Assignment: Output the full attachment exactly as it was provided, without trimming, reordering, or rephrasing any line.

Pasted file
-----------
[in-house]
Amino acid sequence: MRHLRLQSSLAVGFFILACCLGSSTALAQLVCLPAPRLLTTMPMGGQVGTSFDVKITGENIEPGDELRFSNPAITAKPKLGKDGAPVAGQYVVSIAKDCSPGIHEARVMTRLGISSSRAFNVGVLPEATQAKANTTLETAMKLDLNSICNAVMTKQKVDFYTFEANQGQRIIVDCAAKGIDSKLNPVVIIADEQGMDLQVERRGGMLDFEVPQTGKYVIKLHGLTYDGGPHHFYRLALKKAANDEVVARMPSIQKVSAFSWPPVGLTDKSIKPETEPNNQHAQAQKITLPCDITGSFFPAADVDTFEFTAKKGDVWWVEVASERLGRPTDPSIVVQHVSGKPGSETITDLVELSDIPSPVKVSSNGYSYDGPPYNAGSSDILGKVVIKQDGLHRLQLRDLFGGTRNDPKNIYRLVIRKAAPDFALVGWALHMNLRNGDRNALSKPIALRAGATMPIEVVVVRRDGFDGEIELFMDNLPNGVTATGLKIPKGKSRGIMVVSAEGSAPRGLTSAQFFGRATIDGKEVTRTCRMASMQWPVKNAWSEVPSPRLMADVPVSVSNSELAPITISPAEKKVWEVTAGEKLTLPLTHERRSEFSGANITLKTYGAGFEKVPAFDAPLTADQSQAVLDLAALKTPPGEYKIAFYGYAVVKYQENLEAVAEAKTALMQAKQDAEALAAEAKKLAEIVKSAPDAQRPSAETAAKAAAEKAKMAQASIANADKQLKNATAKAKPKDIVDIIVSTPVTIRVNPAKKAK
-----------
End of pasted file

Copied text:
[in-house]
Amino acid sequence: MRHLRLQSSLAVGFFILACCLGSSTALAQLVCLPAPRLLTTMPMGGQVGTSFDVKITGENIEPGDELRFSNPAITAKPKLGKDGAPVAGQYVVSIAKDCSPGIHEARVMTRLGISSSRAFNVGVLPEATQAKANTTLETAMKLDLNSICNAVMTKQKVDFYTFEANQGQRIIVDCAAKGIDSKLNPVVIIADEQGMDLQVERRGGMLDFEVPQTGKYVIKLHGLTYDGGPHHFYRLALKKAANDEVVARMPSIQKVSAFSWPPVGLTDKSIKPETEPNNQHAQAQKITLPCDITGSFFPAADVDTFEFTAKKGDVWWVEVASERLGRPTDPSIVVQHVSGKPGSETITDLVELSDIPSPVKVSSNGYSYDGPPYNAGSSDILGKVVIKQDGLHRLQLRDLFGGTRNDPKNIYRLVIRKAAPDFALVGWALHMNLRNGDRNALSKPIALRAGATMPIEVVVVRRDGFDGEIELFMDNLPNGVTATGLKIPKGKSRGIMVVSAEGSAPRGLTSAQFFGRATIDGKEVTRTCRMASMQWPVKNAWSEVPSPRLMADVPVSVSNSELAPITISPAEKKVWEVTAGEKLTLPLTHERRSEFSGANITLKTYGAGFEKVPAFDAPLTADQSQAVLDLAALKTPPGEYKIAFYGYAVVKYQENLEAVAEAKTALMQAKQDAEALAAEAKKLAEIVKSAPDAQRPSAETAAKAAAEKAKMAQASIANADKQLKNATAKAKPKDIVDIIVSTPVTIRVNPAKKAK